I wanted to write an opposite story and one that occurs at the same time as the other. I have always enjoyed watching and writing chapters that have events happening at the same time but shown from different viewpoints. Anyway, I decided to write it quickly while the idea was fresh in my head.

Then I finished. Then I was living elsewhere. Then I moved out.

As I was setting everything up around the house move (bills, more bills, finding the local supermarket, and local pub etc.) And during this, a story woke up and began to run around my head. It’s been months since it had been for a run but I’m glad it managed it. And it is based in the town I’ve just moved too helped as well. The story is my take on the one man vigilante tale. I’ve watched and enjoyed plenty of them (John Wick, I’m looking and smiling at you) so I decided to write one myself. I wondered what one would be like with a person who isn’t an ex-Army, Special Forces, Gangster, Assassin, or any of them. A story about someone who just took up a number of different, readily available self-defence classes because he wanted too and then, suddenly, had to use them.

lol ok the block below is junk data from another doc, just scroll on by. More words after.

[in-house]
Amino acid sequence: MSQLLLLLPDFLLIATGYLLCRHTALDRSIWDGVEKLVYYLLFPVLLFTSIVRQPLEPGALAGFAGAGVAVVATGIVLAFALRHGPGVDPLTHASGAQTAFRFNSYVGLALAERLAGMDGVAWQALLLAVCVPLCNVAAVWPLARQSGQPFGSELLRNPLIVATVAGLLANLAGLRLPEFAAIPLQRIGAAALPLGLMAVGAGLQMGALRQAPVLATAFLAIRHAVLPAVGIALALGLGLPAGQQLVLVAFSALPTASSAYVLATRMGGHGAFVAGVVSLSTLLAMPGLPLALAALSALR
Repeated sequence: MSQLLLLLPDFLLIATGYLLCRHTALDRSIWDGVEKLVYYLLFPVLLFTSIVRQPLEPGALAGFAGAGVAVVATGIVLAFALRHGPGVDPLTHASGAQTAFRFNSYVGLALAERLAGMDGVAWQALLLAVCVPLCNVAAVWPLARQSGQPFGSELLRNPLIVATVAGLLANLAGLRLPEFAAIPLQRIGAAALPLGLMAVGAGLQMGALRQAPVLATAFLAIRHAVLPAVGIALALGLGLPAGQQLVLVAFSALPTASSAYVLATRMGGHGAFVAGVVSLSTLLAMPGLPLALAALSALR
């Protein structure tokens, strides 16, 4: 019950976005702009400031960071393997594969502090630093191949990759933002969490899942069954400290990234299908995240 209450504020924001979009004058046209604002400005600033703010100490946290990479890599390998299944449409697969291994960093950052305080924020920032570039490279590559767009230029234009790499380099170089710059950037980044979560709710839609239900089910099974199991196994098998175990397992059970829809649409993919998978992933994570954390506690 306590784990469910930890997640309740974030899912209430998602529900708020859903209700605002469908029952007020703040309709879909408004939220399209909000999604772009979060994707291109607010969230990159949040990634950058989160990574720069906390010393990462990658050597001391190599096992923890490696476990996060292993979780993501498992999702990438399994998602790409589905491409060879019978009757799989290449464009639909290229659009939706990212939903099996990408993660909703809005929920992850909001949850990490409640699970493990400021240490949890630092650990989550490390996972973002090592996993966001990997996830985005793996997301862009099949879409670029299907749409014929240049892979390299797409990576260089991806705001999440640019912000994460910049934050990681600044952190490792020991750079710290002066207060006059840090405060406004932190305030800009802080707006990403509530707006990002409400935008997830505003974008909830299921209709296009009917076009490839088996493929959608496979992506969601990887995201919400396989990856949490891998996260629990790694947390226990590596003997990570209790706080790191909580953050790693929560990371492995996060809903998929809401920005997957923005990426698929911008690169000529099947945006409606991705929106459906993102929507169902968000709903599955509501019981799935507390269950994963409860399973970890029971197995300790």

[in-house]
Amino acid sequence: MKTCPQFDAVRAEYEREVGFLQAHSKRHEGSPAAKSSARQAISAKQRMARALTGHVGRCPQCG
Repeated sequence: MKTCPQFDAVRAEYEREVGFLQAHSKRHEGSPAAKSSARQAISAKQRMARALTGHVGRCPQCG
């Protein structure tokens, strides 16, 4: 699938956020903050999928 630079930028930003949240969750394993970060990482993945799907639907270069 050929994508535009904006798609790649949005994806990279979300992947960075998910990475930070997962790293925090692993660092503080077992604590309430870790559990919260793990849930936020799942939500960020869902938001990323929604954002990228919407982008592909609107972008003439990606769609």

I got to work and I’ve written two chapters so far. Hopefully, I can keep it up and finish the story soon. It’s slowly building in my mind but I don’t have an ending yet.

Have you ever written anything without an ending?

It’s been a while since I have. Feels…schwifty.

So, I’ll get back to it. Hope you all have a good week.

The Editing Beast has been defeated…for now.

Hello,

Finally, after weeks of editing, I read over my 1,000-word story competition entry and did not make any adjustments. I found myself happy and proud of the story I had created and did not make any one-word changes which over the last few weeks, though needed, were annoying me. Really annoying me. I even added in two lines of dialogue as the deadline date got closer. It was all worth it. The story is complete and I have entered the competition.